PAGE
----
Now that we have a tool to evaluate the optimal scoring of an FRC game we can add constraints to our rational agent (for example, the robot is only allowed to put CUBES on the SWITCH) and approximate the scoring potential of other strategies and confirm/deny our initial assumptions.
The optimal strategy we found in Part 1 had no constraints, the robot could do everything. We will consider this our “MAX” points to start. The evaluation from Part 1 determined the following scores:
- MAX Autonomous Mode: 45 pts
- MAX TELEOP Mode: 126 pts
- MAX End Game: 60 pts
- MAX TOTAL: 233 pts
What if we could place CUBES on the SWITCH or the VAULT?
Assuming a robot could only place CUBES on the SWITCH or in the VAULT (starting at the SWITCH in the end of :auto mode) we could model a match as follows (holding the same assumptions and cycle times from Part 1):
With this strategy, we collect all nine (9) CUBES (45pts) needed for each power up, we control our SWITCH for the entire 135s of TELEOP (1 + 135pts), then we park our robot on the PLATFORM (5pts).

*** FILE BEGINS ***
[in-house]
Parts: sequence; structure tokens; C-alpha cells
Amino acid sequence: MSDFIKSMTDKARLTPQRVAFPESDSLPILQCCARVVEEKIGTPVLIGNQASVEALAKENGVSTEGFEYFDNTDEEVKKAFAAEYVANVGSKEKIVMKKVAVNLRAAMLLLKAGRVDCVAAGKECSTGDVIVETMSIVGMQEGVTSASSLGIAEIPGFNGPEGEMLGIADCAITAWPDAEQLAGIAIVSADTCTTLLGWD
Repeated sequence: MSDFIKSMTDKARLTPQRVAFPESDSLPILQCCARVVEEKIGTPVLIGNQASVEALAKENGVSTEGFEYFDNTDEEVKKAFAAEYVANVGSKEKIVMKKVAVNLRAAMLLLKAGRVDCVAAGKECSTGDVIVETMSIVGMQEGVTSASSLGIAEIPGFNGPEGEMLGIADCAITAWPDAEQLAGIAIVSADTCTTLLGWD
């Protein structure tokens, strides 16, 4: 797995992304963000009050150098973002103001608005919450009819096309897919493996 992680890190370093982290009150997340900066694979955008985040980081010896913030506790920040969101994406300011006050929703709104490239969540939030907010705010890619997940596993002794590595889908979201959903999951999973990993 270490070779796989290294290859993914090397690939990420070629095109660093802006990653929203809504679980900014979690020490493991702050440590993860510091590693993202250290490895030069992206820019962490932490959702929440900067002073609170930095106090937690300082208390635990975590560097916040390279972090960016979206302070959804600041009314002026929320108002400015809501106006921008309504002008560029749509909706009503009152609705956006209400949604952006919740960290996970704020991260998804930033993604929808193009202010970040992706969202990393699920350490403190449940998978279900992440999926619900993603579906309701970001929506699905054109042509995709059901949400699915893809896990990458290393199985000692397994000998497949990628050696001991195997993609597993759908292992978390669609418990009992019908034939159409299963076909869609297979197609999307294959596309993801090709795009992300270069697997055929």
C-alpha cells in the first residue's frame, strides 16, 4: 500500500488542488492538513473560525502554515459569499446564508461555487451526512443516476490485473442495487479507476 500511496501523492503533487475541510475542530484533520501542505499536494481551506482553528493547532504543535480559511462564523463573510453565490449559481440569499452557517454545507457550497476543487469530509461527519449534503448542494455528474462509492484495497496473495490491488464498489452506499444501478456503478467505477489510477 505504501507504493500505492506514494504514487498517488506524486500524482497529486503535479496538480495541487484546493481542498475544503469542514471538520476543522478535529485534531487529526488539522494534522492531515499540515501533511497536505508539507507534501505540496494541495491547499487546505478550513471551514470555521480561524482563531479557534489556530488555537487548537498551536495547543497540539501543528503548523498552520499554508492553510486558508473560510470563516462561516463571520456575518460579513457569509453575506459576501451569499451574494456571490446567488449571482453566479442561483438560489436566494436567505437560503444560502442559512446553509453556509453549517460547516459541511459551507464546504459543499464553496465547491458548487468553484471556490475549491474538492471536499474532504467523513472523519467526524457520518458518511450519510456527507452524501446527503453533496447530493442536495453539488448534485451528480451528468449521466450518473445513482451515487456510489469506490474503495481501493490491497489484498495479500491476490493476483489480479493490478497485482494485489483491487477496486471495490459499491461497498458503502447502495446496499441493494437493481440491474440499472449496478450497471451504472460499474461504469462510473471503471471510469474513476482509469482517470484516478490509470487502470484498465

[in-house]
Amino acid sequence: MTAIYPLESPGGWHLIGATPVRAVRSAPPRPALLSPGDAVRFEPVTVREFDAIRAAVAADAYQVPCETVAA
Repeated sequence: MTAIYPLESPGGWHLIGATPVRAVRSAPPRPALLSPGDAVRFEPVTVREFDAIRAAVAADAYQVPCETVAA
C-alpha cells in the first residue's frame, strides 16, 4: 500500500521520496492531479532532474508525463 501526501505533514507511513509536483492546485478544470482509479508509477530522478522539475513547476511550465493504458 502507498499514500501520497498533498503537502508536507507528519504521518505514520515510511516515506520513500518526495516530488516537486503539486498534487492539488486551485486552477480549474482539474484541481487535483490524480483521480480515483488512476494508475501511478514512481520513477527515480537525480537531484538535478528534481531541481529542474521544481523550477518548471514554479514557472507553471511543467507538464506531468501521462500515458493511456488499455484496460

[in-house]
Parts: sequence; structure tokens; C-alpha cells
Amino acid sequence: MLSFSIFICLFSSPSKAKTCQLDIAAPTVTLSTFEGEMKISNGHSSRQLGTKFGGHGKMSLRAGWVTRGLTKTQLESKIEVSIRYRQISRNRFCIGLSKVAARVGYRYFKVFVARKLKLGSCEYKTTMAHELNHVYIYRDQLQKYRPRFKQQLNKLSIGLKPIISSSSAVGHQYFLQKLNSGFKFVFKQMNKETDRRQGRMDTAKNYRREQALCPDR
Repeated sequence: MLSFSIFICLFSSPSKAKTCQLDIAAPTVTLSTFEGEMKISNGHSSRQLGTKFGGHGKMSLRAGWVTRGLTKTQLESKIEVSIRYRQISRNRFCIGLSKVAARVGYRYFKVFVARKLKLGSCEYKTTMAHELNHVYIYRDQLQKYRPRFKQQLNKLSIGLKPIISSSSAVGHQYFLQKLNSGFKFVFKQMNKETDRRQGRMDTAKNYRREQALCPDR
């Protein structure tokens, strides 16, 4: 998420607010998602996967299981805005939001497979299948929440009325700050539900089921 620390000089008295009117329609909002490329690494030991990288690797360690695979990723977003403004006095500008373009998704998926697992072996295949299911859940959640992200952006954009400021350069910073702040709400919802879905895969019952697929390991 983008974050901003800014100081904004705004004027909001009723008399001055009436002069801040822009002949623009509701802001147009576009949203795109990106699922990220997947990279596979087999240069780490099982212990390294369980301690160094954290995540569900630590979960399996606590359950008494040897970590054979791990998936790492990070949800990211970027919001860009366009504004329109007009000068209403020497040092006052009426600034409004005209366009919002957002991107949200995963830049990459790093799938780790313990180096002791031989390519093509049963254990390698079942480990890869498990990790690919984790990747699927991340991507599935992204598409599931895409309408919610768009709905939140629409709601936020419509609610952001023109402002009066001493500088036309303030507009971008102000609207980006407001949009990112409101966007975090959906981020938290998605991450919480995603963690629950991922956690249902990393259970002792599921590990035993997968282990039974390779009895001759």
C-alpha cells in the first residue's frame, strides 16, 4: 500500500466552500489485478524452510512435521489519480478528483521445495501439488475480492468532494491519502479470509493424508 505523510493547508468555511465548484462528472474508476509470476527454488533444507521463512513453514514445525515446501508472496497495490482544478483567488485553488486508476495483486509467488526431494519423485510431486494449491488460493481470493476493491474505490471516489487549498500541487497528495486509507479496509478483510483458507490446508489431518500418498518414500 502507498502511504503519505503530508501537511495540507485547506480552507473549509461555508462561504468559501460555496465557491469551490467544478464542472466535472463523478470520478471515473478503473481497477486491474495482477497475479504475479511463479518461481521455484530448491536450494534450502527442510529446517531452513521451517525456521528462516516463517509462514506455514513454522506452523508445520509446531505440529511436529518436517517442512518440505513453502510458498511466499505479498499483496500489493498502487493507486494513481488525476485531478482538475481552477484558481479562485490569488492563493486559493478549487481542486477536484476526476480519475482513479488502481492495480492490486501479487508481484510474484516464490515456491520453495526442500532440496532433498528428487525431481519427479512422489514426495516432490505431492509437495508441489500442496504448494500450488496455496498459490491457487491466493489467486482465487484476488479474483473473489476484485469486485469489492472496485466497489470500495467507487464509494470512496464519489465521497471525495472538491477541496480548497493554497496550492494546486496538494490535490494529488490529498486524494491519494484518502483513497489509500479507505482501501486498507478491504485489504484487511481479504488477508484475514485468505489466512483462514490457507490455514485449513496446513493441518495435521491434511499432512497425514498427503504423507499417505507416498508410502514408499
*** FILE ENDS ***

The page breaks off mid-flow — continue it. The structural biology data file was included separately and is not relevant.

Since we are only controlling the SWITCH, the timing of BOOST and FORCE do not make much difference because they both give us an additional 10pts.
Also, because we are parking on the PLATFORM but assuming we are playing the match “by ourselves” in an imagined scenario where both of the other robots are broken, we can still use LEVITATE to achieve the additional 30pts for one of the “other” robots.
Below are the scores for each mode of this strategy:
- LOW Autonomous Mode: 31 pts
- LOW TELEOP Mode: 201 pts
- LOW End Game: 35 pts
- MIN TOTAL: 267 pts
What if we could place CUBES on the SCALE or the VAULT?
Assuming a robot could only place CUBES on the SCALE or in the VAULT (starting at the SCALE in the end of :auto mode) we could model a match as follows:
With this strategy, we collect all nine (9) CUBES (45pts) needed for each power up, we control our SCALE for the entire 135s of TELEOP (1 + 135pts), then we HANG our robot on the RUNG (30pts).
Since we are only controlling the SCALE, the timing of BOOST and FORCE do not make much difference because they both give us an additional 10pts.